Now that all the wiring has been completed its time to seal the box.

1. Using the nuts, bolts and washers mount the gang plug.

2. Screw the back panel onto the ABS box.

3. Slide the suction cups over the temperature sensor (3 will do the job)

4. START COOKING

Step 10: Cooking

You will need:

  • Suction cups


1. Using the suction cups position the sensor at the bottom of your slow cooker

2. Plug your slow cooker into the box.

3. Fill the slow cooker pot with water.

4. Turn your slow cooker to HIGH.

5. Set the temperature on the temperature controller (63'C For Rump stake is my favorite).

6. Let the water to heat up to temperature.

7. Place in your chosen meat (every meat has a different temperature, also, rare, medium and well-done all have different temperatures)

8. Cook for required length of time.

9 . Enjoy the most tender meat you will ever have.

<p>Sorry for the delay with <br>the reply, I have had exams to study for.</p><p> <br><br> <br>So the temp control box will turn the slow cooker off and on to maintain <br>a certain temperature? <br> <br>Correct, this is why it&rsquo;s best to use an analog slow cooker, (Off, High and <br>Low)<br> <br><br> <br>I read the whole thing but I think I missed how it actually works with the slow <br>cooker. Do you put a sensor in the water in the cooker?<strong>Good tutorial</strong>, though.<br> <br>Yes the temp sensor is stuck (with suction cups) to the base of the slow <br>cooker. This way the temperature of the water can be accurately controlled.<br> <br>The principal behind sous vide cooking is to have the ability to accurately control <br>the temperature in which food is cooked.</p><p>The reason water is used is used is down to its thermal <br>conductivity 0.6W/mK verses air which is 0.024W/mK. This makes for more efficient <br>and effective heat transfer. </p><p>I am marking this so I can come back to it to read it again. <br>I want to do a little research on this cooking method.<br> <br>Good luck with it. When you go sous vide you will not go back :)</p>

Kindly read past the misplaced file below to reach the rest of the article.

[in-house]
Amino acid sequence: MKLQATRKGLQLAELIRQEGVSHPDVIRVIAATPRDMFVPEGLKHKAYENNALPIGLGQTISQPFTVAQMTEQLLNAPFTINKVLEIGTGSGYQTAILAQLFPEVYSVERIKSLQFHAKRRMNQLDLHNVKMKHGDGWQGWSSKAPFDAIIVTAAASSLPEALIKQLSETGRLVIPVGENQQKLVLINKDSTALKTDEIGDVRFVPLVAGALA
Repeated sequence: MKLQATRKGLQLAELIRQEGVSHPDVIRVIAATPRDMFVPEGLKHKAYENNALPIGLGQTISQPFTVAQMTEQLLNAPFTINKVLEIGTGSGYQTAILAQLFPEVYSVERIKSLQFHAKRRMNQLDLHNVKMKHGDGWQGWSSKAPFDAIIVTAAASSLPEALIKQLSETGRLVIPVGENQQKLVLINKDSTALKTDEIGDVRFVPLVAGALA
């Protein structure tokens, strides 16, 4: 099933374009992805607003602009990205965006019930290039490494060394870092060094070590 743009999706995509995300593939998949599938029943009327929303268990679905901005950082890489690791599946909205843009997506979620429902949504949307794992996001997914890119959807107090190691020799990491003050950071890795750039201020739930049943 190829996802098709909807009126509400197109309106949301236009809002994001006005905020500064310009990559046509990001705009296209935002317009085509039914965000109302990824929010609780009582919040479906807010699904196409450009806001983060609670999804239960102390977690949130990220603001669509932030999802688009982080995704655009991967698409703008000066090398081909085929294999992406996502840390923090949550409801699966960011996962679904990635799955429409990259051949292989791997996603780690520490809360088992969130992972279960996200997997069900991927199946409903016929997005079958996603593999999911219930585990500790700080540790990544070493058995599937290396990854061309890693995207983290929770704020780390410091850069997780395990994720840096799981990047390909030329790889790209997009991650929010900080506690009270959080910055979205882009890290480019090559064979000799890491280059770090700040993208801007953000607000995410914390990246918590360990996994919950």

<p>So the temp control box will turn the slow cooker off and on to maintain a certain temperature? I read the whole thing but I think I missed how it actually works with the slow cooker. Do you put a sensor in the water in the cooker? <strong>Good tutorial</strong>, though. I am marking this so I can come back to it to read it again. I want to do a little research on this cooking method.</p>